In November the Xbox One will hit its second year anniversary and while the Xbox One today is way more appealing than the Xbox One from two years ago, looking back at the console’s announcement and launch, things really didn’t go as badly as some make it out to be, but what exactly was the big problem, and if the console of today launched two years ago, would Microsoft be in a different position?
Microsoft announced the Xbox One during a special event held on May 21, 2013 and while the name itself lead to some raised eyebrows, many accepted Microsoft’s idea of an all-in-one system which blended both living room gaming, with other living room entertainment. Soon after the announcement however, there were some fairly controversial announcements: The always-on Internet requirement, and the deadly DRM features, both of which were quickly scrapped before the console’s launch.
But two years on, are these two things really that big of a problem, and would things be different if Microsoft stood strong by their decisions?
The Xbox One launched in November at a fairly hefty price of £429.99 complete with the new Kinect 2.0, and although Microsoft, at the time, admitted that it wouldn’t be ditching the Kinect, they did, and two years later you can grab an Xbox One console for the more affordable price of £299 complete with game. That’s a £130.99 price drop compared to the launch price of the console.
Now, the reason I’ve shoehorned that factoid in there is because of my next point. If Microsoft launched the console at that price, I personally believe that the console would have a fighting chance against the PlayStation 4, which has quickly become the best-selling console in the world right now, likely due to its low price and fairly non-controversial launch.
If Microsoft launched the console at that price, with the two controversial features attached, do I believe the console would still be considered the worst thing ever? Honestly, I don’t think so. Personally, I don’t ever turn on my Xbox and disconnect from the Internet. If I’m playing on my Xbox One, chances are, I’m connected to Xbox Live even when I’m playing a single player title.
Additionally, I don’t tend to sell or lend games to people, so the whole DRM restrictions really don’t apply to me either. Though I feel that in writing, the DRM features Microsoft initially had planned for the console sounded much worse than they would be in practice. I also have a lot of digital games, which I can’t lend to friends nor can I sell them back to Microsoft, so these are bound to my console, much like the DRM features would have made even retail discs.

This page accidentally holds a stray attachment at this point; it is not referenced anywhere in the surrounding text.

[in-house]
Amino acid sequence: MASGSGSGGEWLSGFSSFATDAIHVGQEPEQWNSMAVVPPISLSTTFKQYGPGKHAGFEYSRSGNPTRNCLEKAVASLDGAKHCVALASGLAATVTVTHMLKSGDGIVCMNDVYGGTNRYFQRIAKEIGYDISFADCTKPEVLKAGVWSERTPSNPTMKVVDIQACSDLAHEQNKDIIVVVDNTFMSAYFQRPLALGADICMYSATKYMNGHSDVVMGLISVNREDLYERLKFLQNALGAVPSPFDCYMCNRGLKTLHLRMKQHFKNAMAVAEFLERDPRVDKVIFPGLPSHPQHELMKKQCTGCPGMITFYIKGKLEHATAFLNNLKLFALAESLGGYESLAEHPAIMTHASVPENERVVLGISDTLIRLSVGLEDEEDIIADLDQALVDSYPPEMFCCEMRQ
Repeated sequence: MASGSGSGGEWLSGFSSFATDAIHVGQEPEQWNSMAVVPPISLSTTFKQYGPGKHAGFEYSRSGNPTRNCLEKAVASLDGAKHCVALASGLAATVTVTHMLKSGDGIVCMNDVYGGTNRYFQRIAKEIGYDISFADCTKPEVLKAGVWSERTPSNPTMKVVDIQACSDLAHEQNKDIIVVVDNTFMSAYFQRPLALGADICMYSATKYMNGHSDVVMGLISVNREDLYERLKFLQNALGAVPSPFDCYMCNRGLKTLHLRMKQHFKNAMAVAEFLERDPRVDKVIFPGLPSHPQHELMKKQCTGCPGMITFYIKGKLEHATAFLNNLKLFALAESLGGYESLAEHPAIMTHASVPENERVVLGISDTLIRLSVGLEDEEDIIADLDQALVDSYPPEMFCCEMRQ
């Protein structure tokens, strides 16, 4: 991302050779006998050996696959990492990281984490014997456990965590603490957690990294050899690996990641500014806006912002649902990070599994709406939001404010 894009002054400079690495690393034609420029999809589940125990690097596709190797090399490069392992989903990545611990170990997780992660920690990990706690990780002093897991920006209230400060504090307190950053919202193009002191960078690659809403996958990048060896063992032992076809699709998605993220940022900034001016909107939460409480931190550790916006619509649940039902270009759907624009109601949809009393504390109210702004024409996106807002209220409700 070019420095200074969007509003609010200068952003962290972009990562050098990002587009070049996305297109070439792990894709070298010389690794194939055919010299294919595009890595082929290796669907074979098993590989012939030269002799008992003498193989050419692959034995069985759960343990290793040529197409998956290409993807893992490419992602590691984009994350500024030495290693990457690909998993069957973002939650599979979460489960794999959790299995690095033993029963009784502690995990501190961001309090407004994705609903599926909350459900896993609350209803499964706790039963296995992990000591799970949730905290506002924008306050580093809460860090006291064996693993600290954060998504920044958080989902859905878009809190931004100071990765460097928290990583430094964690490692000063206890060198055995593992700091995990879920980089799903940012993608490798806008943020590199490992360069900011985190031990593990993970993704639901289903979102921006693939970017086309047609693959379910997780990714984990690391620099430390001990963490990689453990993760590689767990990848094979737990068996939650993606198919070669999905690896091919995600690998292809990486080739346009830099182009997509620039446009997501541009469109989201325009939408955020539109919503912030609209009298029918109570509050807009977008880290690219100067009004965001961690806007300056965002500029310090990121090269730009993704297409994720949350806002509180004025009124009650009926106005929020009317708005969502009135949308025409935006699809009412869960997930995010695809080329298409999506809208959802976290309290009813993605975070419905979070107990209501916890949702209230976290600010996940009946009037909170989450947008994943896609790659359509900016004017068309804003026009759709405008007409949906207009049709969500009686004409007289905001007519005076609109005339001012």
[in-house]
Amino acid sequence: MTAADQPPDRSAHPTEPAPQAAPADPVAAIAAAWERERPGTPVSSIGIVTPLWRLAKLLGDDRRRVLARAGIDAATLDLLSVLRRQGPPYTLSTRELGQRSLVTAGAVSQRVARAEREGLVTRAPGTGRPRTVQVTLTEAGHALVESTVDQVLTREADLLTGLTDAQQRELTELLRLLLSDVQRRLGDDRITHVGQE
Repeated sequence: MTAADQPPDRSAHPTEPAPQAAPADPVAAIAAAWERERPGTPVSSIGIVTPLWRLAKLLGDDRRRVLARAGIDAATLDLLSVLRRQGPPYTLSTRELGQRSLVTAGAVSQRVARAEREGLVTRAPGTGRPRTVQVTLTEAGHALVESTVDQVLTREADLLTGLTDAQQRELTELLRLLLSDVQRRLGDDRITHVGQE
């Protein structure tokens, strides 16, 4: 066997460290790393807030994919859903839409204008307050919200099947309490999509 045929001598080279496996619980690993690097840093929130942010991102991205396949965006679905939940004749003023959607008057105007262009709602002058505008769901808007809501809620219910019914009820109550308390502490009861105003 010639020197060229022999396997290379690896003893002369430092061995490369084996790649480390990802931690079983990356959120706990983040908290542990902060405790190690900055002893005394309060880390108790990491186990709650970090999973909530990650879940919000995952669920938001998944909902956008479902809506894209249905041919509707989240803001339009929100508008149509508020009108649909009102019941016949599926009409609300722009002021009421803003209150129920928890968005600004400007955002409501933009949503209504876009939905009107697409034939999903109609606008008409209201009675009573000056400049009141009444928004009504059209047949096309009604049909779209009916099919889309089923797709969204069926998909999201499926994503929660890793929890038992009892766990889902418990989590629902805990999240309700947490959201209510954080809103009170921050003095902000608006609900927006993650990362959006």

So what’s the problem here? I know many people who have gone digital only, I know many who enjoy collecting games, I also know many who don’t lend their friends games. I think, unfortunately, people love to hate on the big guy, so Microsoft was the flavour of the week, thus causing them to roll over and submit any ideas of DRM protection.
As for the always-on Internet connection, which was also cancelled, I feel that this could have made the Xbox One much better. Let’s take Crackdown 3 into account. When players dive online, players can fully destroy the world without overheating their Xbox One thanks to the power of the cloud. It’s this massive event which happens server-wide. But this can only be limited to the multiplayer version as Microsoft know players will be online during this mode.
If the always-on Internet requirement remained on the Xbox One, I’m sure players – even in the single player campaign – could have made the most of The Cloud’s processing power. Unfortunately, due to many more complaints, that’s not an option any more.
Of course, I have no idea if this was Microsoft’s actual plan with the always-on connection, but it seems like a pretty good implementation of the feature.
Also, I understand that my situation I mentioned above is almost ideal, but for those without a solid Internet Connection and those who like to lend games to friends and other family members, these features are far from perfect, and in some cases could have been a deal breaker.
Unfortunately, Microsoft backtracked on those ideas, as well as backtracking on the Kinect (which is yet to actually get any decent games worth plugging the peripheral in), and finally lowering the price to something more affordable. Should Microsoft have launched the Xbox One at a reasonable price both with and without the Kinect? (it’s worth noting that almost every bundle launched since the day-one console has come without a Kinect), should Microsoft have at least given those controversial features more of a chance before just putting its tail between its legs?
My answer to both of those questions, as a gamer, is yes. But as someone with a slight knowledge of the gaming industry, I think they should have launched two bundles, one with and one without the Kinect, at a fairly reasonable price point (£399 / £350 respectively), this gives Microsoft a chance to then cut the price over the course of the following two years to what the console is currently sitting at.
As a talking point, what do you think? Would Microsoft have more of a fighting chance if they launched the Xbox of today in 2013? Share your thoughts in the comments or on Twitter!